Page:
Is It Your Fault if You Can’t Heal Yourself? – Part 1
Dr. Lissa Rankin | January 30, 2013
From: Positively Positive
With more and more people viewing both my first TEDx talk—The Shocking Truth About Your Health—and my latest TEDx talk—Is There Scientific Proof We Can Heal Ourselves?—it’s natural that sick people may get a bit defensive. After all, if I’m suggesting that your mind has the power to heal your body, this message could get misinterpreted to mean that it’s somehow your fault if you’re still sick, that you’re in some way thinking wrong thoughts or failing to do something right.
Just to set the record straight, that’s not what I’m saying at all.
I’ve been getting a lot of emails like this one, from Cathy.
What Do I Mean by “Healing Yourself?”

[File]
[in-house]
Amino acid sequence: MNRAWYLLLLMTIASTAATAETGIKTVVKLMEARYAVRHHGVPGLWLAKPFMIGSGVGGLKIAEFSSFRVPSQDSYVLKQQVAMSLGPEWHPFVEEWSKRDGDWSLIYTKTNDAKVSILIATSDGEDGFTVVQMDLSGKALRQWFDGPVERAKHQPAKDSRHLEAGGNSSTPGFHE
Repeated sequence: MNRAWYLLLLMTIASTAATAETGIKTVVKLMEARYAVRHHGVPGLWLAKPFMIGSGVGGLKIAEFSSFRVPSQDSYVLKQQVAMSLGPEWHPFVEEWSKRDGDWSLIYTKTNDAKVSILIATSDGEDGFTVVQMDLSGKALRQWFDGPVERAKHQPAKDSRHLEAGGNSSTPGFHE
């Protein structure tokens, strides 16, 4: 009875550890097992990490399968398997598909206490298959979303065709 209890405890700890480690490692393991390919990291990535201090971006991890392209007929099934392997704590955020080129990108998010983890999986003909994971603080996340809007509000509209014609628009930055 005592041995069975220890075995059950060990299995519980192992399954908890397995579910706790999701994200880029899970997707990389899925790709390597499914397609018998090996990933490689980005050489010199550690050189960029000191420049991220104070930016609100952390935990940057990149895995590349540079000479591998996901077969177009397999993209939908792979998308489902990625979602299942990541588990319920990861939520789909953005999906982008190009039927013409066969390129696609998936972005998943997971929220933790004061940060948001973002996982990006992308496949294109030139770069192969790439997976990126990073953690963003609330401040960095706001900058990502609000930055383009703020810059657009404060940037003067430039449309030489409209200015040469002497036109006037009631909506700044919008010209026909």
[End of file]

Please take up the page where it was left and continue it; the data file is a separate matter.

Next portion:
“Is there any way you can write a clarification blog post on what exactly you mean by ‘healing yourself?’ I have a number of friends who follow you and would listen. One friend just announced that she’s deathly ill. A ‘friend’ of hers is claiming that the East has ways to heal her, and that if she’d just listen, then she’d be healed, that Western medicine ‘sucks’ and the East is so much better.
“This is incredibly crushing to my ill friend. It’s as if people are saying, ‘You deserve this. You could cure it, but you just won’t think the right thoughts…’
“Would you actually tell a person with kidney failure that they can cure themselves and then not give them a Western treatment plan? Do you think that’s compassionate? I feel your TEDx talks contribute to this shaming of ill people, so I’m hoping the real revolution you can start is to help clarify what you really mean. PLEASE! I’m actually begging you.”
What I’m Not Saying
Oh jeez! No! That’s so not what I mean, Cathy. I’m sure you’re not the only person to misunderstand this, so let me try to clarify what I do mean.